The Telegraph
Since 1st March, 1999
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Anelka loses out to El-Hadji Diouf

How he would have loved — yesterday more than ever — to turn on the magic, to show the club who spurned him that they had made a dreadful mistake. In the end it was not to be for Nicolas Anelka — on loan at Liverpool last season for 20 games — as the man who was preferred instead to bolster Anfield’s attack emerged in a much more favourable light after months of doubt and criticism.

The performance of El-Hadji Diouf, Liverpool’s £10 million summer signing, could in no way be described as a revelation — it was much too workmanlike for that — but the Senegal international did at least figure consistently whenever the visitors crept forward.

Anelka, meanwhile, was largely left, apart from one good goalscoring chance in the first half, to feed off hopeful lobs and passes that never really threatened. How frustrating must that have been' After scoring 10 goals for Manchester City this season, Anelka, the artist formerly known as the Incredible Sulk, is playing like he means it with the suggestion of a smile on his face. There is even a rumour that he could stick around for the foreseeable future if Kevin Keegan continues to motivate like he has managed so far.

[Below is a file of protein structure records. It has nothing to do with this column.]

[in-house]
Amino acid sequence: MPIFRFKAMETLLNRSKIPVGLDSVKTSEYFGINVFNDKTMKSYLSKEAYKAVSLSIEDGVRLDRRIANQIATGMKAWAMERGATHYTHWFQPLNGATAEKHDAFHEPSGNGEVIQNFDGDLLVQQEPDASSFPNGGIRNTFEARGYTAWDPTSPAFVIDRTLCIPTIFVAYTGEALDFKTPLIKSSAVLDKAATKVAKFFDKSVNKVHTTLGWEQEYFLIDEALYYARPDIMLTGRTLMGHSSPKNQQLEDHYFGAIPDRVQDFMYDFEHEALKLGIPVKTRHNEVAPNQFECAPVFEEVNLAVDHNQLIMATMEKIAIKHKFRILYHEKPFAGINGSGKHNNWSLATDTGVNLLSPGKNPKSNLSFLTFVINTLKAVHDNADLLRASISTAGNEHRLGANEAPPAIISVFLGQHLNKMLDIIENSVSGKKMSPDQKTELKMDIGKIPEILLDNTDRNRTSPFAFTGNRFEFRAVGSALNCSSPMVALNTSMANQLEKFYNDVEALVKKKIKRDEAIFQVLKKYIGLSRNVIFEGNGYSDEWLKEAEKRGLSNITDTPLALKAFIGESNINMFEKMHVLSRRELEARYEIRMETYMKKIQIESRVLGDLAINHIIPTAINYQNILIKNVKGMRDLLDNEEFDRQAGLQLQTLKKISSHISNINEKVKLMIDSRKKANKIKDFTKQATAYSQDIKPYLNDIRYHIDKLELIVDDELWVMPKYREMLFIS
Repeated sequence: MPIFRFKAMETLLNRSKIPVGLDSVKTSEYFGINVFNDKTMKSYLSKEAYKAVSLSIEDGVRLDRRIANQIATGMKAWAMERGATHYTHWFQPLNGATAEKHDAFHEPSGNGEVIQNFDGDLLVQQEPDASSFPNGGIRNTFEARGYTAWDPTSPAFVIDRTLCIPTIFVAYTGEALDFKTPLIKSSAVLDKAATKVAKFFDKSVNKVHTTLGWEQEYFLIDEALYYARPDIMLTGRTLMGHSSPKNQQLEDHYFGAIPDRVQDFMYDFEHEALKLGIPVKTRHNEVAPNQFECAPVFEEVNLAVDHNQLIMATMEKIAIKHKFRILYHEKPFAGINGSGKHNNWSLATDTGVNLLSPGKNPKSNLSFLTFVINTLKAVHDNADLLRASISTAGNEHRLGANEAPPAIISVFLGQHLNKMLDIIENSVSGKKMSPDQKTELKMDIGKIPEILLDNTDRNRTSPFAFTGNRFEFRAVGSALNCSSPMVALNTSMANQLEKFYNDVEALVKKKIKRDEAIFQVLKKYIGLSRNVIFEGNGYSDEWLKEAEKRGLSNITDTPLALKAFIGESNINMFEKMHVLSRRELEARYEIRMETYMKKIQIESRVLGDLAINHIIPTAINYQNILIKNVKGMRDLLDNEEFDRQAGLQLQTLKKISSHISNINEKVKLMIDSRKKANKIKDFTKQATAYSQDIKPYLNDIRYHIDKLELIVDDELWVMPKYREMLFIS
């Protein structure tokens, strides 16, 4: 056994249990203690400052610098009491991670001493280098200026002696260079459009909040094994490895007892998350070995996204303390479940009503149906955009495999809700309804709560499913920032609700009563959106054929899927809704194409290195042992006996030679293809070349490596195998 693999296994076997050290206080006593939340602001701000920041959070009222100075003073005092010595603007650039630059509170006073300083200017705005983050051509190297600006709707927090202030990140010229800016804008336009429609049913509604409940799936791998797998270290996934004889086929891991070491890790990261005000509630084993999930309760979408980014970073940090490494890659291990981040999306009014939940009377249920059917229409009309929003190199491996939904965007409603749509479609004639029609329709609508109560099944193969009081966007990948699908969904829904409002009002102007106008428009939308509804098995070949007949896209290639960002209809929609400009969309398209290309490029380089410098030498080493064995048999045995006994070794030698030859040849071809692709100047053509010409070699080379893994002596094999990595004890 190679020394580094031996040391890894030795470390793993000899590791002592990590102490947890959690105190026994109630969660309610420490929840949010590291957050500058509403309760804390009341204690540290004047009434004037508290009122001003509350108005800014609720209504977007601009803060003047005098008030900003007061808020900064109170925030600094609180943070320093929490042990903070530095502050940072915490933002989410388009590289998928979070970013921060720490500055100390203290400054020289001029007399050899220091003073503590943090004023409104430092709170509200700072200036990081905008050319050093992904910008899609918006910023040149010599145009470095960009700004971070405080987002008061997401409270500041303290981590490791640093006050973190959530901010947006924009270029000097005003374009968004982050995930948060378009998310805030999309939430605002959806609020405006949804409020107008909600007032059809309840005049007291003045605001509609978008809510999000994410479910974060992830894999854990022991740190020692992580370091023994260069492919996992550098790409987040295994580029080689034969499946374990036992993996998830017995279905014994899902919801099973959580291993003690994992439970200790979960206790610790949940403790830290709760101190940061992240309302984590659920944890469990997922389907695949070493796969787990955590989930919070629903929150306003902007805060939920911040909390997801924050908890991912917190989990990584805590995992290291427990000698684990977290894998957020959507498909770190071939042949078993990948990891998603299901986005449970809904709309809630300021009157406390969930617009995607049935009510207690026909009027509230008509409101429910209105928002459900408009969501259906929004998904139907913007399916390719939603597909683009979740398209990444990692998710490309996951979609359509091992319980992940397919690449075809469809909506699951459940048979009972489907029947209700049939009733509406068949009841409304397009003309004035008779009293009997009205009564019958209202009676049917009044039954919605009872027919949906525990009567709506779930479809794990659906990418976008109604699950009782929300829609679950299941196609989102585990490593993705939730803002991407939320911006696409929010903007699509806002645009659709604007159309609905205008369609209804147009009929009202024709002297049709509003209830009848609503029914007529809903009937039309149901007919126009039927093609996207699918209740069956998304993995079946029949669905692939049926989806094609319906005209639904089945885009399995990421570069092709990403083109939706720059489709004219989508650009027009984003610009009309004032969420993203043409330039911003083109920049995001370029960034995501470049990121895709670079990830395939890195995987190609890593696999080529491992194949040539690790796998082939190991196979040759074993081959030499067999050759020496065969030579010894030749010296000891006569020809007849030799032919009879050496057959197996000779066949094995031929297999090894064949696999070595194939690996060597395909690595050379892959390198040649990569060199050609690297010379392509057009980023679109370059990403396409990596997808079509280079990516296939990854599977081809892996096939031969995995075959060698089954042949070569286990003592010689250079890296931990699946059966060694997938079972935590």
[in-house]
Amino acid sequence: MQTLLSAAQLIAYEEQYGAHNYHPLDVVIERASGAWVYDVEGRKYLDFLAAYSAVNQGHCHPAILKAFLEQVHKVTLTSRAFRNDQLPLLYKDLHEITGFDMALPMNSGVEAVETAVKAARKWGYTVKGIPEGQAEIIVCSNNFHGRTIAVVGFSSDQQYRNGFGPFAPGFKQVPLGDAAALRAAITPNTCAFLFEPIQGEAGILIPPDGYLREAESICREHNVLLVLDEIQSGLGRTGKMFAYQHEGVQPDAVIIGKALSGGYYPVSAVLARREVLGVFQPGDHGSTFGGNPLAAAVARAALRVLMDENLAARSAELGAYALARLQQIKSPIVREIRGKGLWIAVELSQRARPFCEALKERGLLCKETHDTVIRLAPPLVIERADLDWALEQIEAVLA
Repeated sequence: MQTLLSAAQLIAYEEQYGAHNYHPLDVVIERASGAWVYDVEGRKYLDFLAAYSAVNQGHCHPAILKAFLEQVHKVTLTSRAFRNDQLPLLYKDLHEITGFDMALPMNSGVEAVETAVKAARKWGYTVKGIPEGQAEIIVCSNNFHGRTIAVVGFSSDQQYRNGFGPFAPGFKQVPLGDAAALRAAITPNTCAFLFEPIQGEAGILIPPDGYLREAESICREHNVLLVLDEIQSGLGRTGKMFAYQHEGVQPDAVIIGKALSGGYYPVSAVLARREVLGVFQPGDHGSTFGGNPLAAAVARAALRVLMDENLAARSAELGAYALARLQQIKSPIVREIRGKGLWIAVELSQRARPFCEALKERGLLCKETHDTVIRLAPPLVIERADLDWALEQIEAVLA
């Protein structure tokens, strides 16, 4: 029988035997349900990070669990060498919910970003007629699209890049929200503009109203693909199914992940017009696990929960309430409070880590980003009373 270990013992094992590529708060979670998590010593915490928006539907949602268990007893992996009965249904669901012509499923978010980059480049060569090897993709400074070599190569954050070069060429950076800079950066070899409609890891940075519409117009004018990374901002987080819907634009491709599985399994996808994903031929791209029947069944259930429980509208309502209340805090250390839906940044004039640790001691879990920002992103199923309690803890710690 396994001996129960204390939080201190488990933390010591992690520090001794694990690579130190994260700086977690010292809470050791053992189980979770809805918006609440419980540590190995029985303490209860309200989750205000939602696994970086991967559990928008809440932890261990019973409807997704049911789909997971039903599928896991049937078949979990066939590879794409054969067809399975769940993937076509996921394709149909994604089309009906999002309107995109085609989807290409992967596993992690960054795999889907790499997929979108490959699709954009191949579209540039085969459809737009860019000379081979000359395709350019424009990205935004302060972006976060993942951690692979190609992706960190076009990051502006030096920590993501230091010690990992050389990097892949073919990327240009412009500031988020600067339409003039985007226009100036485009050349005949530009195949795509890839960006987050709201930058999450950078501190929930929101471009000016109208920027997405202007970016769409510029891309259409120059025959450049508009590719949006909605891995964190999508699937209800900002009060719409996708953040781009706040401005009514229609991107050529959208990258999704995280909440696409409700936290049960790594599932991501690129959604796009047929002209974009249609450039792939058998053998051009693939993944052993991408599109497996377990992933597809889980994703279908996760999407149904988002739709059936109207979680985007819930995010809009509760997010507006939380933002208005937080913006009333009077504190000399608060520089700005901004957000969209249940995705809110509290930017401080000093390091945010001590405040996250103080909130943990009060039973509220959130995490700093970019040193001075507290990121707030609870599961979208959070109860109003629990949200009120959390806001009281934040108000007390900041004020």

That has always been half the battle with this hugely talented Frenchman. Make him feel wanted, don’t mess with his emotions, otherwise you may unfortunately end up with a dissatisfied grump. Keegan has stuck by those rules. Before the New Year’s Day match against Everton, Anelka had completed every minute of City’s 24 League and Cup fixtures.

But on one or two occasions yesterday the arms flew up in disgust after the chance to lay him in was spoiled by sloppy passing. Not everything, though, was someone else’s fault. For one so frighteningly quick, Anelka should not get caught offside as often as he does. He could certainly have afforded to give Liverpool’s back line a head start and still reach the ball first.

That was highlighted perfectly when Anelka, for once, patiently held his run, then sprinted on to Eyal Berkovic’s measured pass. A one-on-one with Chris Kirkland ended in disappointment when the striker’s sidefoot struck the goalkeeper’s outstretched leg.

Before that chance, his Liverpool counterpart had also proved a disappointment only in a slightly different way. Diouf shamelessly tried to con the referee by flinging himself to the turf in the penalty area after no contact had been made. Mysteriously, Berkovic was later booked for exactly the same offence. Diouf could, in fact, have grabbed an unlikely brace in stoppage time when Peter Schmeichel embarked on his customary last-ditch attempts at trying to save the match.

The striker should certainly have done better on the counter attack when, with an empty goal gaping, he hit a defender.

Houllier was very quick afterwards to emphasise Diouf will only get better. Only a fool jumps in to make hasty judgements during a player’s debut season in England. No doubt the Liverpool manager was right there. But as Anelka limped out of Maine Road on crutches with a bandaged foot, you couldn’t help but feel Liverpool, despite yesterday’s showing, had let a precious one go.

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